The word is getting out that VA Pension Aid and Attendance can be a valuable source of funds to help pay for long-term care. What many veterans don’t know is that service-connected disability, what VA calls “Compensation” can also help pay for long-term care.
VA disability compensation is service-connected, meaning the disability must be related to military service. Unlike Pension with Aid and Attendance, Compensation has no requirement that the veteran have served during a particular time period. Also unlike Pension with Aid and Attendance, Compensation is not means tested, meaning that the veteran’s income and savings do not matter.
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VA Compensation assigns a disability rating between 0% and 100% based on how the disability impacts your daily life. The rating you receive determines the amount of your monthly tax-free payment.
What many veterans and their families don’t realize is that changes in how the disability impacts your daily life can result in increased rating by the VA. In addition, VA Compensation recipients may also be eligible to receive additional monthly benefits, called Special Monthly Compensation. Special Monthly Compensation is available to help a veteran who requires significant assistance with personal care needs by another person or a veteran who is bedridden because of the disability.
What this means is that a veteran whose service-connected disability significantly affects their need for long-term care at home, in an assisted-living facility, or a nursing home, should consider whether the need for such care is causally related, even only in part, to the service-connected disability.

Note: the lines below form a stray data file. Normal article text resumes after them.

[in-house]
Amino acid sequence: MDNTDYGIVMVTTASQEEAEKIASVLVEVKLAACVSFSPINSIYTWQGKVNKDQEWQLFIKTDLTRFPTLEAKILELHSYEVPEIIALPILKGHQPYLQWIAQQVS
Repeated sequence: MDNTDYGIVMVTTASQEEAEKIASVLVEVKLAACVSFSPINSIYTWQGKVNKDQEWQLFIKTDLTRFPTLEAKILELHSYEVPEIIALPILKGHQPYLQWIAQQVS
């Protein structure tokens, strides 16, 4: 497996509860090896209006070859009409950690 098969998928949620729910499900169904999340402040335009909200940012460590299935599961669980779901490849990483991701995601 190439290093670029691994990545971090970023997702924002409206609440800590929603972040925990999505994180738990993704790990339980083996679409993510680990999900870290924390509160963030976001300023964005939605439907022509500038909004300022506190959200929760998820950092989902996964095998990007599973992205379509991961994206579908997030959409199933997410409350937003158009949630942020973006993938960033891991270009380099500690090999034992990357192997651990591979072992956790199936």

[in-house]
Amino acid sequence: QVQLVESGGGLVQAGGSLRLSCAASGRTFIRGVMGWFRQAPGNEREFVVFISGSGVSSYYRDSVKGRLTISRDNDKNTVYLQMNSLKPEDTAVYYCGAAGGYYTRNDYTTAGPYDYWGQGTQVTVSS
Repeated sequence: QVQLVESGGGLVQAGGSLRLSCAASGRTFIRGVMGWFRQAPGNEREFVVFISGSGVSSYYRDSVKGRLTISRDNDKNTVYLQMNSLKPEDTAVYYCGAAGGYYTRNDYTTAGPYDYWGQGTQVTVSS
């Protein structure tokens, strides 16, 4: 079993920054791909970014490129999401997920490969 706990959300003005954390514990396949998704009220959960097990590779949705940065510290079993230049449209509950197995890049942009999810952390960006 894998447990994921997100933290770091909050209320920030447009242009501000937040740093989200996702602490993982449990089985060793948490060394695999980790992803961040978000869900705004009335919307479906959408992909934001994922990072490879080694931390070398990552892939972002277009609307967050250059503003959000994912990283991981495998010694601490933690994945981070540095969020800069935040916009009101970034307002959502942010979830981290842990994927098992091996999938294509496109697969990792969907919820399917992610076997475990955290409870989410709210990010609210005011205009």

For example, a Vietnam veteran diagnosed with Diabetes Mellitus Type II may be presumptively disabled as a result of Agent Orange exposure. If the Diabetes Mellitus Type II eventually progresses to the point where the veteran needs to live in an assisted-living facility as a result, a veteran may be eligible for an increased disability rating and Special Monthly Compensation to help cover the cost.
To qualify in a case such as this, the veteran would need to show a causal connection between the Diabetes Mellitus Type II and the need for care. It is not necessary, however, that the veteran show financial need.
These cases are won and lost based on medical evidence and the way it is presented to the VA. It is recommended that a veteran pursuing such a claim seek the advice of a qualified advocate.